The IRS has lowered its earning threshold from $20,000 to $600 for people doing side hustles and part-time work, warning on Dec. 1 that gig workers must declare their earnings if they get paid on third-party payment network transactions.
In the past, a 1099K form was triggered once gig workers crossed the $20,000 income threshold on more than 200 transactions. However, the threshold has dropped drastically since 2021 for how much workers can earn before they must file taxes.
The change became law in 2021 when the covid-19 stimulus package or American Rescue Plan Act was passed by Congress.
Gig workers and people who earn income in addition to full-time jobs should file the tax form 1099-K to declare earnings, the IRS said on its website. “You must report on your income tax return all income you receive. In most cases, your business income will be in the form of cash, checks, and debit/credit card payments.”
Unreported individual and small business activities cost an estimated $144 billion in taxes a year, according to a 2014-2016 IRS analysis. Americans report less than half of the income that is not automatically reported for them.
“I think the level of noncompliance from small businesses is staggering,” said Steven Rosenthal, a senior fellow at the Urban-Brookings Tax Policy Center, in a Bloomberg interview.
If you’re a small business owner and get most of your customer payments from credit cards, cash, or checks, you’ll likely be unaffected by the new IRS rules, Mary Girsch-Bock reported for CPA Practice Advisor. But if you use third-party payments to get paid, companies such as Zelle, PayPal, Square, Stripe, Venmo, and others will be sending you a 1099-K if you receive more than $600 in payments during 2022.
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“Both Uber and Lyft are also considered third-party settlement organizations or use an organization to pay their workers, so if you had a few gigs with either, you’ll be receiving a 1099-K as well,” Girsch-Bock wrote.
In the worst case, failure to declare earnings to the IRS could mean an audit, penalties, and accrued interest, tax expert Lisa Niser told Business Insider. Niser urged gig workers to hire an accountant.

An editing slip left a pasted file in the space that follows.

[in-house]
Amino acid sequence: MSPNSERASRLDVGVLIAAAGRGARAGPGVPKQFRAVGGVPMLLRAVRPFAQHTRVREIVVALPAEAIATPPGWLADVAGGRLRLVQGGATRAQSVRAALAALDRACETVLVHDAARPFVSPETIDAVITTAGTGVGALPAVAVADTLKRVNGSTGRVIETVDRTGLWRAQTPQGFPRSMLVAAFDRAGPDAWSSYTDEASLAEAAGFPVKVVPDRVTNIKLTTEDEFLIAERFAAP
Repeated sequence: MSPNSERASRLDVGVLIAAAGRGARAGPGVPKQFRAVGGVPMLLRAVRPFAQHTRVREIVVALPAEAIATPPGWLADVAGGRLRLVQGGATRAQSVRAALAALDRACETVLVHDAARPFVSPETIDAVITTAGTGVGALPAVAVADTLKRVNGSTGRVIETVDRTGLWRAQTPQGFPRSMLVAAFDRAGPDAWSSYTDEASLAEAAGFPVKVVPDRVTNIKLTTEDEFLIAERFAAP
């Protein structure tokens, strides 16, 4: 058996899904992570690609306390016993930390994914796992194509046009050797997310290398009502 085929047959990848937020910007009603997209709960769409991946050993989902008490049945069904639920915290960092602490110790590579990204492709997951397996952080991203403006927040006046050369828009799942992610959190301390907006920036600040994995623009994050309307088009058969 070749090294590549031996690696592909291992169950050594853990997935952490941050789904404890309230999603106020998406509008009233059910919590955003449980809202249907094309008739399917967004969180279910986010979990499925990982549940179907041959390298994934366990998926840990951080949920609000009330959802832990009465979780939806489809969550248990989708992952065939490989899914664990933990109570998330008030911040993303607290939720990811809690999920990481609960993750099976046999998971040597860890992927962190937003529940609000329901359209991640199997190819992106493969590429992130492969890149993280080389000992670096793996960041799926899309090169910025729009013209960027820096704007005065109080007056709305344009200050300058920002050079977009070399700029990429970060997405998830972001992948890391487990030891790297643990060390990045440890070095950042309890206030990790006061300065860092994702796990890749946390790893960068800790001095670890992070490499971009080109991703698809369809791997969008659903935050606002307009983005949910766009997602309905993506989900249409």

Not all third-party payment companies agree that the IRS’s new rules apply to them.
A spokeswoman from the bank-to-bank payment service Zelle told Bloomberg that since it is a network that does not hold funds, the IRS rules don’t apply.
“Although Zelle offers a core service similar to those of PayPal, Cash App, Google Pay and other competitors, it was originally built as … a peer-to-peer payment service for a consortium of major banks. Today it’s integrated into users’ bank dashboards and run by (a company) jointly owned by seven banks (Bank of America, Truist, PNC, US Bancorp, JPMorgan Chase, Wells Fargo and Capital One). The service is an electronic network that manages automated clearinghouse (ACH) transactions.“
ACH networks are not subject to 1099-K reporting,” said Wendy Walker, chairwoman of the Information Reporting Subgroup of the IRS Advisory Council.
If people leave payment services that issue 1099-K forms in favor of Zelle, Congress could extend the law to include Zelle, or the IRS could investigate—perhaps seeking customer names from Zelle for “heightened auditing scrutiny,” Rosenthal told Bloomberg.
“It’s a dangerous game for tax cheats to migrate to Zelle,” Rosenthal said. “It wouldn’t be hard for the IRS to unravel that.”
Finance guru Dave Ramsey suggested some ways to keep your side hustle from messing up your taxes: